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Corby's Crags Rock Shelter

Cave / Rock Shelter

<b>Corby's Crags Rock Shelter</b>Posted by rockandyImage © Rockandy
Nearest Town:Alnwick (6km NE)
OS Ref (GB):   NU128096 / Sheet: 81
Latitude:55° 22' 48.21" N
Longitude:   1° 47' 52.68" W

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<b>Corby's Crags Rock Shelter</b>Posted by Hob <b>Corby's Crags Rock Shelter</b>Posted by Hob <b>Corby's Crags Rock Shelter</b>Posted by Hob <b>Corby's Crags Rock Shelter</b>Posted by Hob <b>Corby's Crags Rock Shelter</b>Posted by Hob <b>Corby's Crags Rock Shelter</b>Posted by rockandy <b>Corby's Crags Rock Shelter</b>Posted by rockandy <b>Corby's Crags Rock Shelter</b>Posted by rockandy <b>Corby's Crags Rock Shelter</b>Posted by rockandy <b>Corby's Crags Rock Shelter</b>Posted by rockandy <b>Corby's Crags Rock Shelter</b>Posted by rockandy <b>Corby's Crags Rock Shelter</b>Posted by rockandy <b>Corby's Crags Rock Shelter</b>Posted by rockandy <b>Corby's Crags Rock Shelter</b>Posted by rockandy <b>Corby's Crags Rock Shelter</b>Posted by rockandy <b>Corby's Crags Rock Shelter</b>Posted by Gavin Douglas <b>Corby's Crags Rock Shelter</b>Posted by rockandy <b>Corby's Crags Rock Shelter</b>Posted by rockandy <b>Corby's Crags Rock Shelter</b>Posted by rockandy <b>Corby's Crags Rock Shelter</b>Posted by rockandy

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The last time I visited here, it was a very short visit, as it's tantalisingly close to a very picturesque parking spot on the road from Alnwick to Edlingham, and the short hop up to the outcrop only takes a minute or two, up the trackway past the remains of bell pits. It's not the best track in the world, a pushbike could make it, or a 3-wheeled buggy, but not a wheelchair. The incline isn't steep, but there is a need for hitching through or over a low wire fence, as the gate between the track and the outcrop seemed to be fixed shut.

The rock art is rather sub-standard, but the rock shelter and the outcrop itself are quite nice. The position in the landscape is unarguably the best aspect of the site. The view is very good.

I'm not sure what to make of the line pecked into the floor of the shelter. It's definitely pecked out, and looks very much like the kind of thing you'd see emerging from a cup and ring. Stan Beckensall has it as emerging from a 'shallow basin'. I'm not 100% with the basin idea. The presence of iron tool marks in the basin, combined with the fact that it's not convex, and is on a slope would make it a poor basin. It'd not hold water. There is a chance that the basin like area is the remains of a patch where the original surface has been removed. This raises the possibility that there was once a more cup and ring like motif here, removed in later years by whoever carved the rudimentary chair and the post slots under the overhang.

Between the shelter and the lovely view of Cheviot, is the standing stone. At first glance, I was a bit dismissive, as it's not overlarge, and there are larger boulderrs nearby that are just as upright. But closer inspection shows that it's out of place, and has a much higher than usual amount of quartz in it, making it look to me as it it could have been chosen as a suitably snazzy stone, then lugged here to mark the site as somewhere special.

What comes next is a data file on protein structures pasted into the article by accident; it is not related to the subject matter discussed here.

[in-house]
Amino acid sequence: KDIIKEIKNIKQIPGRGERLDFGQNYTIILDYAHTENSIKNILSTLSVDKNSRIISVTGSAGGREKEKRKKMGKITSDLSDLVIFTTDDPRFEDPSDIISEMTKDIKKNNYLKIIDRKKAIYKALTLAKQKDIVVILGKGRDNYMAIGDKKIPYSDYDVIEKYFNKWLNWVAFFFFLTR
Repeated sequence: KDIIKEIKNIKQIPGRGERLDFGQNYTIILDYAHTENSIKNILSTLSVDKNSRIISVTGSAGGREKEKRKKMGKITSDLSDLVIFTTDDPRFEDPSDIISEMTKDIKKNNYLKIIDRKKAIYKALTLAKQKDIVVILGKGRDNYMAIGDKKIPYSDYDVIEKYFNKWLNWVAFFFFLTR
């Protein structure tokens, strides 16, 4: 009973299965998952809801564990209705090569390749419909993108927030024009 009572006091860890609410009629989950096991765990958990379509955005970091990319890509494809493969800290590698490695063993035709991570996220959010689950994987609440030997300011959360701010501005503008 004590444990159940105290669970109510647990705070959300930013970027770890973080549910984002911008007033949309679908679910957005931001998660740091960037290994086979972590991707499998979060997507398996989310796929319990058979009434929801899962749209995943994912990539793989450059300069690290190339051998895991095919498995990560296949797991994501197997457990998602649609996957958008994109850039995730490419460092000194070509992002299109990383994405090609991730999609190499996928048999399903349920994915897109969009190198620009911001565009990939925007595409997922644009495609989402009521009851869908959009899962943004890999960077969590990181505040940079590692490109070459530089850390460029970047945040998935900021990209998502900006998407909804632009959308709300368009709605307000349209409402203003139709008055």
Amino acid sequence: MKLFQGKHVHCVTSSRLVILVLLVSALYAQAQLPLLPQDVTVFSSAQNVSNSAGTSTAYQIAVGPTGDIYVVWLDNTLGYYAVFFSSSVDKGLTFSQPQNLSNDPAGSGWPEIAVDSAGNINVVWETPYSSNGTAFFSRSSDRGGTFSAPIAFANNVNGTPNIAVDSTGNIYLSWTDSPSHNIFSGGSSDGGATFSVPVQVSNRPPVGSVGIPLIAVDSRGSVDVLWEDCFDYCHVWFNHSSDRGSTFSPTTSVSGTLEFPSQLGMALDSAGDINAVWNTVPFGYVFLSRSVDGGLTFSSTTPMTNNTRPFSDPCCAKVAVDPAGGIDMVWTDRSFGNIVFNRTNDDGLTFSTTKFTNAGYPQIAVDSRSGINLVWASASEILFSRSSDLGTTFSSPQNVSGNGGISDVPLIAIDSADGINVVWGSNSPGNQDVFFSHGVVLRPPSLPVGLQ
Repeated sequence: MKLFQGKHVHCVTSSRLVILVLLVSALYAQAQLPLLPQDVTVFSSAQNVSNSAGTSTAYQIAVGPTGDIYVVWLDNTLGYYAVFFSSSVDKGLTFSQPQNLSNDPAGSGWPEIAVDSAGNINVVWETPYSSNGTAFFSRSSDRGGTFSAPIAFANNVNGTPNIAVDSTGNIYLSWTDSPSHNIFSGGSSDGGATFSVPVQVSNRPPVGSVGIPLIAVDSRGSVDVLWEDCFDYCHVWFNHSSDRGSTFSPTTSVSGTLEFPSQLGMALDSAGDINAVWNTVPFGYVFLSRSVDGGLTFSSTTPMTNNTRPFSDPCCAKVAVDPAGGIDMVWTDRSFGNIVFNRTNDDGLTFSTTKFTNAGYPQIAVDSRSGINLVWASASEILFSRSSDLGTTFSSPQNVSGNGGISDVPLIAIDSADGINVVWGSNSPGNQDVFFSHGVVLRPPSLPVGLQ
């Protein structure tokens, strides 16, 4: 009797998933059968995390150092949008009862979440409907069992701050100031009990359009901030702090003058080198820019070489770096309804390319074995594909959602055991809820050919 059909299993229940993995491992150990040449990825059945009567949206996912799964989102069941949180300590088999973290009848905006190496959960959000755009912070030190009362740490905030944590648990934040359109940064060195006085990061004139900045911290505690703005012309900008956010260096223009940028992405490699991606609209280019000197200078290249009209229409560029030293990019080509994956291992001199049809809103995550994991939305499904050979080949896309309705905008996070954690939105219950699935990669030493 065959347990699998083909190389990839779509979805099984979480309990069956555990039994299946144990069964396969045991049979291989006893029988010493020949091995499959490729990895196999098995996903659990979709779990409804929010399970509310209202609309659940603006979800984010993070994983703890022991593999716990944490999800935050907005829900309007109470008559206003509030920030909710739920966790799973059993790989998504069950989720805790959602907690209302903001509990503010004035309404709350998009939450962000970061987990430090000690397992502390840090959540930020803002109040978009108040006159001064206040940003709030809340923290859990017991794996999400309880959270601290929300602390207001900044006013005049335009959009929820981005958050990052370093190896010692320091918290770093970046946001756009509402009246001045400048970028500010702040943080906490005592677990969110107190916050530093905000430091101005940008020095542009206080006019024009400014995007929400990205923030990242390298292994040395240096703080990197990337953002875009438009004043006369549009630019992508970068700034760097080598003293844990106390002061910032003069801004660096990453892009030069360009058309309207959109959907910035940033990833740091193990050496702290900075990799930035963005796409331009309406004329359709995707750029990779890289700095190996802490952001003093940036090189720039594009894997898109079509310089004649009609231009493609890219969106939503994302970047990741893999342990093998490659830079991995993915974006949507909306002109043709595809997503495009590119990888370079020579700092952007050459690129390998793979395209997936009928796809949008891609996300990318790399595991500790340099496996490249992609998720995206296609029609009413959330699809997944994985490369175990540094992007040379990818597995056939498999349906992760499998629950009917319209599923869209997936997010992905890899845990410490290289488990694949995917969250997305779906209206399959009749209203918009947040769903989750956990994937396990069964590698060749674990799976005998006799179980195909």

The thing on the top of the outcrop does look like rock art, being one of those 'enhanced natural features' that can be so perplexing. But it must be an artificial groove around the basin. I did wonder why this basin was chosen for enhancement, when there are a couple of others that look like they'd do the job (whatever that is...) just as well. Maybe it's because of the direction of the natural groove, pointing down into the valley below. This valley looks intriguing. It's a bit reminiscent of the rockforms at Ketley Crag, full of jaggedy anthropomorphic outcrops, festooned with tumbled boulders, with many nooks and crannies that could easily be gateways to the underworld.
Hob Posted by Hob
17th June 2008ce
Edited 17th June 2008ce

From KeysToThePast site number N4227:
A natural rock outcrop overlies a rock shelter that contains evidence of prehistoric activity. An excavation there in 1975 discovered Mesolithic flints and an Early Bronze Age cremation in a pottery vessel. In addition the upper surface of the shelter is decorated with a carved basin and a groove, markings that are probably associated with nearby cup and ring marked stones. The shelter also seems to have been used in more recent times as post-medieval clay pipes, glass, pieces of iron and ledges carved in the rock were also found.

A good place to sit out of the wind with good views and the skylarks learning again how to sing as they think the winter may be over. Now, where did I drop my clay pipe?
Posted by rockandy
7th February 2005ce

Folklore

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I imagine the Corby of the name is really a 'Corbie'? - that is, as the OED says, a raven (or maybe a carrion crow).

That's a nice image - the Corbies' Crags.

But they're not always 'nice' of course, as in this traditional Scottish ballad, The Twa Corbies, in which they daydream about picking out and eating the eyes of a dead knight:
http://books.google.co.uk/books?id=_g4JAAAAQAAJ&pg=RA1-PA283&lpg=RA1-PA283

Careful on those crags then.
Rhiannon Posted by Rhiannon
25th June 2008ce